From: jwill@AstraGate.net (John Michael Williams)
Subject: Re: Any ideas on measuring radiation in the home ?
Date: 3 Oct 2002 10:37:45 -0700
References: <%_wk9.52964$1C2.email@example.com> <firstname.lastname@example.org> <7vOrdMA0+9m9EwpL@jmwa.demon.co.uk>
NNTP-Posting-Date: 3 Oct 2002 17:37:45 GMT
John Woodgate wrote in message news:<7vOrdMA0+9m9EwpL@jmwa.demon.co.uk>...
> I read in sci.electronics.design that John Michael Williams
> wrote (in <email@example.com
> ogle.com>) about 'Any ideas on measuring radiation in the home ?', on
> Wed, 2 Oct 2002:
> >So, don't believe anyone who says that the human
> >body is insensitive to RF, except the thermal effects.
> >There are other effects.
> But are you claiming that any of these other effects are harmful?
I'm not claiming anything in the previous message.
There is good evidence that they CAN be harmful. Without
going any further than microwave hearing, merely causing
someone to hear something when they should be listening to
something else CAN be harmful.
You probably are asking, Are the "thermal" safety standards
too lax? Should one worry about exposures below what the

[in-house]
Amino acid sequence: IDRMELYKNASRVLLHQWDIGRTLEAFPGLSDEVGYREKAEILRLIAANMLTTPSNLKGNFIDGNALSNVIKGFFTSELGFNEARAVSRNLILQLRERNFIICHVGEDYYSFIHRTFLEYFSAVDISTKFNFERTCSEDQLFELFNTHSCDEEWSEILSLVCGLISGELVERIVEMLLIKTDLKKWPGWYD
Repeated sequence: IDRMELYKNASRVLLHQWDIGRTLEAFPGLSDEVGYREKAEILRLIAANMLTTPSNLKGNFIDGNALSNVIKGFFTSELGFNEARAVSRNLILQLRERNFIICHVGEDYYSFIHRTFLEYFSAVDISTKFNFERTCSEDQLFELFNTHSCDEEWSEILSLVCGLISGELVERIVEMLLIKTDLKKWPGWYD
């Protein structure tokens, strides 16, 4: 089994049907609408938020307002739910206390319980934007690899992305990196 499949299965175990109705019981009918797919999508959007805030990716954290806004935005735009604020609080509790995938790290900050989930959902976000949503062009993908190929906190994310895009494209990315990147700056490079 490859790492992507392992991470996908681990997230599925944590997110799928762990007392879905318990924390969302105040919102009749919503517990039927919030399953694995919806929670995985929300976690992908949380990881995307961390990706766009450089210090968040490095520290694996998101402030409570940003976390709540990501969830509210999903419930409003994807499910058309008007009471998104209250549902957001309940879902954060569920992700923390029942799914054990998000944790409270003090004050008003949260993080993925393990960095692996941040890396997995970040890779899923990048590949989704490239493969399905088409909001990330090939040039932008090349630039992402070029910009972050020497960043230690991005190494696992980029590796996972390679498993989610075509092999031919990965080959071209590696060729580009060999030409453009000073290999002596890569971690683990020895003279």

FCC claims will be harmful?
I would say, Yes, one should worry.
The main problem, on a technical level, is that the
easy way to deal with RF is to assume one parameter can
say it all, and to link all safety standards to that one
parameter. That parameter is temperature rise per something
or other (second in a certain volume of water, for example).
Just ignore pulse rate, duty cycle, bandwidth, etc.
This makes it possible to send a technician out into the
field, make a simple measurement, and declare everything
Furthermore, even with complex transmission protocols,
one always can find conditions under which the temperature
rise is the same as with a continuous wave. So, it's
easy to convince onesself that the measurement is "real".
There is no support for such an approach, except that
it is easy.
There are plenty of experiments, performed by EPA
and others, that show biological harm from RF well
below the thermal safety levels. Often, these
experiments are performed with some sort of
condition other than a shallowly modulated,
essentially continuous wave at a fixed, highly
tuned frequency. So, the thermal
parameter fails to reflect the effect.
Actually, I am claiming that all RF "safety" standards
are old and out of date, too simple-minded for anything
other than FCC license forms, and should be thrown out.
If regulation were transferred from FCC to some more
medically-oriented group, one separated from licensing
profits and perhaps not even a government agency, then
perhaps realistic RF standards might be drawn up with
actual concern for biological effects and possible
Right now, all we have is a traffic cop who is
illiterate and thus unable to write a ticket.